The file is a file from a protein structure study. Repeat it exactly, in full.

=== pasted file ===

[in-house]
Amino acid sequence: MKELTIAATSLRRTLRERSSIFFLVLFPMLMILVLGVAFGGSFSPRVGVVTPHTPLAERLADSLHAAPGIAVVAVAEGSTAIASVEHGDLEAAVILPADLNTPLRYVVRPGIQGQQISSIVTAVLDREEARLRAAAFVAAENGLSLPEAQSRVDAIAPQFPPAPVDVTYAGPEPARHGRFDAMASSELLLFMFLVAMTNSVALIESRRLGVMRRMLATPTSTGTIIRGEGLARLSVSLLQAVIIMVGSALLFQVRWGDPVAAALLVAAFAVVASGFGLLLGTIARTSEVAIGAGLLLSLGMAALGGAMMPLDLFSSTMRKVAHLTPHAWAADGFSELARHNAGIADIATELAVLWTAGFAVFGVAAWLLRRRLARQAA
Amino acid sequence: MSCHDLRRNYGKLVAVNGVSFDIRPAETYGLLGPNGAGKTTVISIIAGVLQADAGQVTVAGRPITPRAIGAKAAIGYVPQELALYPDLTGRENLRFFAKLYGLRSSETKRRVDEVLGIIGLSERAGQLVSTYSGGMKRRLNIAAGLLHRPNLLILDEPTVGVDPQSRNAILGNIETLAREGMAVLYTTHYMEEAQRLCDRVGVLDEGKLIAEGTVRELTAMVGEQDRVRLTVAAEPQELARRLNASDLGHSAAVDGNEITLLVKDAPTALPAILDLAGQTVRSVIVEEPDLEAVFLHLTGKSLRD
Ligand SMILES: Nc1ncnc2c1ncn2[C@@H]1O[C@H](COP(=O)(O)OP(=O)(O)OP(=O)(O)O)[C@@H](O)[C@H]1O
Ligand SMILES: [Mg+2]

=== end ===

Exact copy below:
[in-house]
Amino acid sequence: MKELTIAATSLRRTLRERSSIFFLVLFPMLMILVLGVAFGGSFSPRVGVVTPHTPLAERLADSLHAAPGIAVVAVAEGSTAIASVEHGDLEAAVILPADLNTPLRYVVRPGIQGQQISSIVTAVLDREEARLRAAAFVAAENGLSLPEAQSRVDAIAPQFPPAPVDVTYAGPEPARHGRFDAMASSELLLFMFLVAMTNSVALIESRRLGVMRRMLATPTSTGTIIRGEGLARLSVSLLQAVIIMVGSALLFQVRWGDPVAAALLVAAFAVVASGFGLLLGTIARTSEVAIGAGLLLSLGMAALGGAMMPLDLFSSTMRKVAHLTPHAWAADGFSELARHNAGIADIATELAVLWTAGFAVFGVAAWLLRRRLARQAA
Amino acid sequence: MSCHDLRRNYGKLVAVNGVSFDIRPAETYGLLGPNGAGKTTVISIIAGVLQADAGQVTVAGRPITPRAIGAKAAIGYVPQELALYPDLTGRENLRFFAKLYGLRSSETKRRVDEVLGIIGLSERAGQLVSTYSGGMKRRLNIAAGLLHRPNLLILDEPTVGVDPQSRNAILGNIETLAREGMAVLYTTHYMEEAQRLCDRVGVLDEGKLIAEGTVRELTAMVGEQDRVRLTVAAEPQELARRLNASDLGHSAAVDGNEITLLVKDAPTALPAILDLAGQTVRSVIVEEPDLEAVFLHLTGKSLRD
Ligand SMILES: Nc1ncnc2c1ncn2[C@@H]1O[C@H](COP(=O)(O)OP(=O)(O)OP(=O)(O)O)[C@@H](O)[C@H]1O
Ligand SMILES: [Mg+2]